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Blockchain Security: Address Deception Risks and How to Stay Safe

Exploiting a feature within the Ethereum blockchain, hackers deceptively induced victims to transfer funds. Over the past six months, nearly 100,000 individuals were ensnared, resulting in a staggering $60 million loss, as outlined in the latest Scam Sniffer report.

According to the report, the malefactors leveraged the Create2 function, an opcode enabling the anticipation of a contract’s address pre-deployment on the Ethereum network. Essentially, this tactic involved hackers generating temporary addresses for each transaction, closely mirroring the intended recipient’s address. This deceptive maneuver is termed “address poisoning.”

Blockchain Security: Address Deception Risks and How to Stay Safe

Security Bypass Techniques

Before initiating fund transfers, users commonly adopt two precautionary measures: 1) verifying the recipient’s address, focusing on initial and concluding characters; 2) conducting a preliminary small transaction to confirm functionality.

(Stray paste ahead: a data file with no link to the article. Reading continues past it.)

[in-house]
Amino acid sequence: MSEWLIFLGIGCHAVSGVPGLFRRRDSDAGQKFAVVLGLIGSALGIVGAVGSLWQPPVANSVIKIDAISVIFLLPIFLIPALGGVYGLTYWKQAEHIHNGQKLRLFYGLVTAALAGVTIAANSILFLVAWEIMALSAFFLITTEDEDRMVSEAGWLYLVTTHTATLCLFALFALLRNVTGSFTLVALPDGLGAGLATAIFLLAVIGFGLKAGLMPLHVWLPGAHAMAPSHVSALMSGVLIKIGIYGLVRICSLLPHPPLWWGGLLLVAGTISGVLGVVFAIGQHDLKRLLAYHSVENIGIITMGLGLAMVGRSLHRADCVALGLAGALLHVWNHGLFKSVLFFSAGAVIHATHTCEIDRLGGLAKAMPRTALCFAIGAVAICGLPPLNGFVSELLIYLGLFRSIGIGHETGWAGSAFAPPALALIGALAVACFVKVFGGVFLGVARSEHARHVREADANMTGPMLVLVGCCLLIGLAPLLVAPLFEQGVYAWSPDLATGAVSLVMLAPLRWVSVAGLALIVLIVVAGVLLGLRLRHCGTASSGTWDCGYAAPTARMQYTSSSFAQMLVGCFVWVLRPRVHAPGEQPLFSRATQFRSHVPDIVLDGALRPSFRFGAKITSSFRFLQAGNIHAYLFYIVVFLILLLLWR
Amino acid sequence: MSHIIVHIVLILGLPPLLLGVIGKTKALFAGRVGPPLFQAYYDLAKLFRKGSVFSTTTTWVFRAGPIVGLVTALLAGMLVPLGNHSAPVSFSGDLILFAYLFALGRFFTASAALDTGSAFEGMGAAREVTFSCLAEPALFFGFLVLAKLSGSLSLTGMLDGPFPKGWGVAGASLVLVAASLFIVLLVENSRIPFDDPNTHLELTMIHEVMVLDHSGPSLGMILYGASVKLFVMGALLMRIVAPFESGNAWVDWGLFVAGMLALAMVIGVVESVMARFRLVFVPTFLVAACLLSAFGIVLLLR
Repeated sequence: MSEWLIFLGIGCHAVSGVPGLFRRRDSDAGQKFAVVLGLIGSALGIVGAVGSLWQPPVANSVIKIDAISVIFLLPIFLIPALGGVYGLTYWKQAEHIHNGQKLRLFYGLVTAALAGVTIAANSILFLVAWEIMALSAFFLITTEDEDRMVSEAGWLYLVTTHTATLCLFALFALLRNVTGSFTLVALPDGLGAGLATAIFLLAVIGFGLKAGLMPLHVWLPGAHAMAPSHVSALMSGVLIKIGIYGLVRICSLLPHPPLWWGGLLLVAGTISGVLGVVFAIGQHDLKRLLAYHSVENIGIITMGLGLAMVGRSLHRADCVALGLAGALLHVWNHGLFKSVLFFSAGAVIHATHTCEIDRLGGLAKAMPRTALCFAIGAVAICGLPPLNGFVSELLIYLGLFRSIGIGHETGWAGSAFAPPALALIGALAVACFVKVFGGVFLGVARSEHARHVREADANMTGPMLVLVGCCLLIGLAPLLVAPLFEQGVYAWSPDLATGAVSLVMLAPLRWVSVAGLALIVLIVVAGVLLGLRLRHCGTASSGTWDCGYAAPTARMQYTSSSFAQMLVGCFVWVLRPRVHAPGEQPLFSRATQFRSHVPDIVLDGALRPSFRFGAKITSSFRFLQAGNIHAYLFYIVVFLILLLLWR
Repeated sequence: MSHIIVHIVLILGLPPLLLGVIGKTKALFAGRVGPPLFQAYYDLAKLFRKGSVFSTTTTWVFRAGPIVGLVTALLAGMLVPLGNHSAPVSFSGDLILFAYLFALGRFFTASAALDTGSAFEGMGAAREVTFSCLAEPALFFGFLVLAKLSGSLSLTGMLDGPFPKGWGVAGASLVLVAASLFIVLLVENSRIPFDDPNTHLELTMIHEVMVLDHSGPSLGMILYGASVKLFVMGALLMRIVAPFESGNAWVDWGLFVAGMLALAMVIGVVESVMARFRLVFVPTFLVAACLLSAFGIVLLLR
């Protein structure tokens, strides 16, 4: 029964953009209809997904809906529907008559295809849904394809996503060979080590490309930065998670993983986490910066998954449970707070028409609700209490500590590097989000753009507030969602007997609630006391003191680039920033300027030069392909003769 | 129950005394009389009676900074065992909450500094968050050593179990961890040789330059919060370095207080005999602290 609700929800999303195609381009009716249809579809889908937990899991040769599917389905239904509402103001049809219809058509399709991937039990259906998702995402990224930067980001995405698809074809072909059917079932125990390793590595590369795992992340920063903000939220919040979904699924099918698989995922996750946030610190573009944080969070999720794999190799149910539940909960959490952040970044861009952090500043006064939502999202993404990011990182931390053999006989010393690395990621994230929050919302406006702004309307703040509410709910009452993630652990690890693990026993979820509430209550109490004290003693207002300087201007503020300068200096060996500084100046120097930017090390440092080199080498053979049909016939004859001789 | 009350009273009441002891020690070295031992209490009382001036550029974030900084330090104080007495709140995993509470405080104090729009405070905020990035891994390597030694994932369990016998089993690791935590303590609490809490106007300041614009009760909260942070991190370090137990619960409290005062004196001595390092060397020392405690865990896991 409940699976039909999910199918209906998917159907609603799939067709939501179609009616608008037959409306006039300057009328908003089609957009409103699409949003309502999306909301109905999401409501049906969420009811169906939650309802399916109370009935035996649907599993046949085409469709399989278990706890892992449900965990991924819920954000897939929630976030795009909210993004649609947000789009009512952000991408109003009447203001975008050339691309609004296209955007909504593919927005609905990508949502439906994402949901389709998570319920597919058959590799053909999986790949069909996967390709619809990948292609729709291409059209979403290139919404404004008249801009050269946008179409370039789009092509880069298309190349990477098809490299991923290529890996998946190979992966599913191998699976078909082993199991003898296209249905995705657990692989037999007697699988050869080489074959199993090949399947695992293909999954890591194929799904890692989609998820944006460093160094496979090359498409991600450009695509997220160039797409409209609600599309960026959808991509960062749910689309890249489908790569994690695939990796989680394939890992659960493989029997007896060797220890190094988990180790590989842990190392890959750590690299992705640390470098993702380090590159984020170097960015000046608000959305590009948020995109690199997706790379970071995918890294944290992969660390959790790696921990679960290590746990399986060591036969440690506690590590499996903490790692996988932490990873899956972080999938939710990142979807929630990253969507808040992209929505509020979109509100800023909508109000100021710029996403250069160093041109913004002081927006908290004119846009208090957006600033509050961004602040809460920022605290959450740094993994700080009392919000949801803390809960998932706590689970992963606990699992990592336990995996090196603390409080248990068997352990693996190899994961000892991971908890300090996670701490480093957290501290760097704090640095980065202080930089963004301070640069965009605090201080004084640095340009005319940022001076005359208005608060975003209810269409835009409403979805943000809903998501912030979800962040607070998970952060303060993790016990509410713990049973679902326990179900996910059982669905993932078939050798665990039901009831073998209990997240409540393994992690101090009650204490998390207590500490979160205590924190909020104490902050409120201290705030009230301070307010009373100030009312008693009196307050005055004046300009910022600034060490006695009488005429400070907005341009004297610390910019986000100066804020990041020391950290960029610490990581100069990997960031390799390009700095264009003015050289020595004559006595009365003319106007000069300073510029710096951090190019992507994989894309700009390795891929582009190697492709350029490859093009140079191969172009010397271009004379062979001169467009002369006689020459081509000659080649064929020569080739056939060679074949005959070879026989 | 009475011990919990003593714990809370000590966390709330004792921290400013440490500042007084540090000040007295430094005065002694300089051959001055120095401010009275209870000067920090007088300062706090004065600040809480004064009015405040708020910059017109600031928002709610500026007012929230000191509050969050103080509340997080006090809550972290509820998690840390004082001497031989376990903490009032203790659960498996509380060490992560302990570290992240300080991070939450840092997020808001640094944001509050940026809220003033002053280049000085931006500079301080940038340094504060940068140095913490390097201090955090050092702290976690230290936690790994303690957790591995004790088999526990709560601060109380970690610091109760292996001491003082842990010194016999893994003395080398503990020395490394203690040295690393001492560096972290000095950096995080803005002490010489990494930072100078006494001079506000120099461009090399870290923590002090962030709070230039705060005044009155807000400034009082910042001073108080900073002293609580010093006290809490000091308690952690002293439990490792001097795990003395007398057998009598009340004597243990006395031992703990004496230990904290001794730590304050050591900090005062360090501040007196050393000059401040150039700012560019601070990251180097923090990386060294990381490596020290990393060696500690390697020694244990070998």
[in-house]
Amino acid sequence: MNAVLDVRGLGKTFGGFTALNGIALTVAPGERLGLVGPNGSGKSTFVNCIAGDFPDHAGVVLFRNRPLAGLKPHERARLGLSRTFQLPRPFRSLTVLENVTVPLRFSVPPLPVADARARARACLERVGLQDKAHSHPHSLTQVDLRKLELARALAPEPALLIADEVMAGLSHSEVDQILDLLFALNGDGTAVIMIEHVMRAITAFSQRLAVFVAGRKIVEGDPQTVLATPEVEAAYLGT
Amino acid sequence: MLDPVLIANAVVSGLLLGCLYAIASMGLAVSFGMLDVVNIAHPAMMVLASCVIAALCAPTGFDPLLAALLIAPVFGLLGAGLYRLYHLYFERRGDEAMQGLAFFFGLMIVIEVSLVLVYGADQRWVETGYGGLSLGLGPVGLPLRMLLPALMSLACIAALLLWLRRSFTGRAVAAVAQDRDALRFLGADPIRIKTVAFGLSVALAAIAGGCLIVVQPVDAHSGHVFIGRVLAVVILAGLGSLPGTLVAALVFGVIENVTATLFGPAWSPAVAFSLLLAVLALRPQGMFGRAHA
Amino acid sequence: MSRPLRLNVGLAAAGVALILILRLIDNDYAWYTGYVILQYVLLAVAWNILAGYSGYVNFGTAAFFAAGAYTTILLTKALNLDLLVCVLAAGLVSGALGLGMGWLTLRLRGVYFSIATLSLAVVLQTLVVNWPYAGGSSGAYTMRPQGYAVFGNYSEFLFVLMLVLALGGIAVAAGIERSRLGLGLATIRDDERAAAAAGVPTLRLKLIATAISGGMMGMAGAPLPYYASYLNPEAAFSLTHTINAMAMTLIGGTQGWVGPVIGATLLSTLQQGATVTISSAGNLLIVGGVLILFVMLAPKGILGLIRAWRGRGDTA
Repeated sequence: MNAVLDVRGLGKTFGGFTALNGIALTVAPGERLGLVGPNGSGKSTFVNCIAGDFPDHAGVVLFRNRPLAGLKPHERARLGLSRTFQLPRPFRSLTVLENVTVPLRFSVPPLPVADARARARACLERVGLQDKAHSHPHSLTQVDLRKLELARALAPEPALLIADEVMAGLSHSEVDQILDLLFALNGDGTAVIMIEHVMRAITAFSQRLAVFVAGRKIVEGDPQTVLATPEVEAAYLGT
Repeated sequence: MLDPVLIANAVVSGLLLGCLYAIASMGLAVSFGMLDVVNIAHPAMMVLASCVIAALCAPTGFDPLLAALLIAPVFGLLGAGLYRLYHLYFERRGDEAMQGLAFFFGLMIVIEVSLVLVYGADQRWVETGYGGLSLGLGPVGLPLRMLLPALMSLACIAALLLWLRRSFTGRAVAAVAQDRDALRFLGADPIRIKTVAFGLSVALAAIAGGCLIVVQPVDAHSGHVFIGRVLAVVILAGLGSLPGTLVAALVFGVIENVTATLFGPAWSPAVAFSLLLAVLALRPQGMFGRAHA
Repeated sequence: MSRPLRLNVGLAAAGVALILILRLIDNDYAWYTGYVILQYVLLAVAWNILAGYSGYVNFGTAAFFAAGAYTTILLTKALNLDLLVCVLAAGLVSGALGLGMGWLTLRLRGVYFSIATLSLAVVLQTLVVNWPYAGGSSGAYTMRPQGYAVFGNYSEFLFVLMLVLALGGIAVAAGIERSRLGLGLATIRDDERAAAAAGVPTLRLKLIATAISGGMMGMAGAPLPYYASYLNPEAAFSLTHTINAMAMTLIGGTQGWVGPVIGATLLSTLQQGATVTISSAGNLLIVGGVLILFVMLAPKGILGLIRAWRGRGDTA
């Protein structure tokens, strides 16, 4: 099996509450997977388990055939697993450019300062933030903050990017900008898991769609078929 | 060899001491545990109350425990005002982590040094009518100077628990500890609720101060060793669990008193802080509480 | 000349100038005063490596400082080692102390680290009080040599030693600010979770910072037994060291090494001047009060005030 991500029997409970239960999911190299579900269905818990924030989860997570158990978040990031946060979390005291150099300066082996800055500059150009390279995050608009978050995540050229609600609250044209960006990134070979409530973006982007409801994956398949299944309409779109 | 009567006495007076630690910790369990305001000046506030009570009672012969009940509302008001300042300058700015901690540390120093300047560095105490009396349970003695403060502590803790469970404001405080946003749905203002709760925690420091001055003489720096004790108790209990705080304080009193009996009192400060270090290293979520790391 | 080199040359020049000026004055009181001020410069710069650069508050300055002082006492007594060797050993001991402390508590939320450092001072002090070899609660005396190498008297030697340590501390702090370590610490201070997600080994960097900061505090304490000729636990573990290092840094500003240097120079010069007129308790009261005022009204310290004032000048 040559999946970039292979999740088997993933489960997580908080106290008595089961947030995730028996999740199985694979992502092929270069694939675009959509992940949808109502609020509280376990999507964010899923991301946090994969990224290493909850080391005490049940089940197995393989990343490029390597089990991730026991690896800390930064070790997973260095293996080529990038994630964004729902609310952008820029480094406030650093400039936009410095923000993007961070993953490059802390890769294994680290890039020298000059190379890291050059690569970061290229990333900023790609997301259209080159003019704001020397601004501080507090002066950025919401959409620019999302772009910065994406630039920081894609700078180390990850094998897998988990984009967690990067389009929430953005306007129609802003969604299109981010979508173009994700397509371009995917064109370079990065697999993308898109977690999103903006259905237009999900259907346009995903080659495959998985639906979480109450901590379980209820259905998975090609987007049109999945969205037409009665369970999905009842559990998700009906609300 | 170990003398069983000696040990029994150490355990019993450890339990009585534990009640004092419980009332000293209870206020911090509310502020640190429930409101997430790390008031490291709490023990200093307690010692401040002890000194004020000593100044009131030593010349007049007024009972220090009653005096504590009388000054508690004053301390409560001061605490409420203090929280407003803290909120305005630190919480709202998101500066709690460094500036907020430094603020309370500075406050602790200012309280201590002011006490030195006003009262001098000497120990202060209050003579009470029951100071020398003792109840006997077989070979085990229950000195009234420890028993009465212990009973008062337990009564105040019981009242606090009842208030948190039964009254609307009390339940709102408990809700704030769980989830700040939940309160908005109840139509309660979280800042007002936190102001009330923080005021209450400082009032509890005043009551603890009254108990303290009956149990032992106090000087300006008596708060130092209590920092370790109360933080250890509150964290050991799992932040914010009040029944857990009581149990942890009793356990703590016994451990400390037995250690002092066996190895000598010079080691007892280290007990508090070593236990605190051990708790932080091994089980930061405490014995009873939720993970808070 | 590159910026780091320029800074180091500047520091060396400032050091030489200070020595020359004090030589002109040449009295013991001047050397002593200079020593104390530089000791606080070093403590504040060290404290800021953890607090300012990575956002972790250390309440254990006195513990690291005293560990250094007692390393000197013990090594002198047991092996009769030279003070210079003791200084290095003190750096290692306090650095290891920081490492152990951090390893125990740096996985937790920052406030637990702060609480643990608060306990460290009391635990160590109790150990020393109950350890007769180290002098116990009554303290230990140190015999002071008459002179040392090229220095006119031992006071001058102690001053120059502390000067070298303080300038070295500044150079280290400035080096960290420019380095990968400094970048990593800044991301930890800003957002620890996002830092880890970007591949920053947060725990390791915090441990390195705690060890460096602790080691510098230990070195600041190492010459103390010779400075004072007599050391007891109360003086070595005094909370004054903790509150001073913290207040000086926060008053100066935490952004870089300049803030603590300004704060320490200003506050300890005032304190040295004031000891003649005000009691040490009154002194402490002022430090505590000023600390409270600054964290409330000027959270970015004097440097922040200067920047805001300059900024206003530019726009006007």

As addresses are lengthy and seemingly random, users often scrutinize only the initial and concluding characters, creating vulnerability. Attackers exploit this by crafting subtly different addresses, deceiving users into perceiving them as legitimate.

Even with the safeguard of a test transaction, criminals redirect it to the authentic address, nullifying the second layer of security. The counterfeit addresses act as smart contracts, not directly controlled by attackers, facilitating fund transfers to the ultimate destination.

Instances of fraud leveraging Create2 have been documented, with a victim sustaining a loss of $1.6 million. To avert such incidents, users are strongly urged to meticulously examine the entire address, transcending a superficial check of the first and last characters.

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